The indio pícaro (teaser Indian) is a traditional wooden statuette of a Mapuche Indian with a broad smile that, when the body is lifted, shows an erect penis or vagina (Guacolda or india pícara). The indio pícaro is found in traditional artisan shops in south-central Chile. It is usually made of wood, and generally viewed as a "gag gift" or joke, sometimes as decoration.
Some sources cite that the indio pícaro was created in 1980 by Jorge Medina Ramirez, a self-taught artisan who along with his friends - and as a challenge to their boss - had to copy a doll Apache articulated in a way that hid their "attributes" under a loincloth, to send as a joke to a friend in Santiago. Over time it gained fame, Ramirez received a large number of orders, and he decided to manufacture a series. Eventually the statuette became known internationally, and has even made an appearance at the White House.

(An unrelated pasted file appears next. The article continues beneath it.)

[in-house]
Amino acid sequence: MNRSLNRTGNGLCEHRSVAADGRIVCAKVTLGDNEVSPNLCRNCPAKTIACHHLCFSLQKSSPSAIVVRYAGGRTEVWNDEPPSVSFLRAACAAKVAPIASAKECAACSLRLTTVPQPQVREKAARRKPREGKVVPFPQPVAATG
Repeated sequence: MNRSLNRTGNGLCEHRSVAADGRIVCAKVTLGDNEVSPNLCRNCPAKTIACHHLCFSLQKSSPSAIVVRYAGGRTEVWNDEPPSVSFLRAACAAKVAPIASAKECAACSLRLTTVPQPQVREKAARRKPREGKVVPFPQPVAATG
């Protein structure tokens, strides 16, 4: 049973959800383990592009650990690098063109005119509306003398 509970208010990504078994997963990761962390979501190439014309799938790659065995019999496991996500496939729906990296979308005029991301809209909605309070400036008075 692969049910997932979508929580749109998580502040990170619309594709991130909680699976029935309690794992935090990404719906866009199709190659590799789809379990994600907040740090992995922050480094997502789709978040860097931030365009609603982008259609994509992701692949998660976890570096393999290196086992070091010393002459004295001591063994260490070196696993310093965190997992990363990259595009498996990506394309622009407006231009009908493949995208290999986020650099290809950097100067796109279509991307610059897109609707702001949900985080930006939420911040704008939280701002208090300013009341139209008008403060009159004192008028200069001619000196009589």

These statuettes, which generally do not exceed 15cm in height, began to be sold in Santiago in the early 1990s and quickly became popular. The municipal market of Temuco sold large quantities of this figure for their identity with the Mapuche people; in this market you can find carved figures that exceed 1.50 meters in height. The humor of the statue lies partly in the fact that what at first appears to be the craftwork of pre-Columbian indigenous people, carved by hand, when lifted (to get a better work of the work) "surprises" the viewer by revealing the statue's genitalia - and the reason for the Indian's mischievous smile.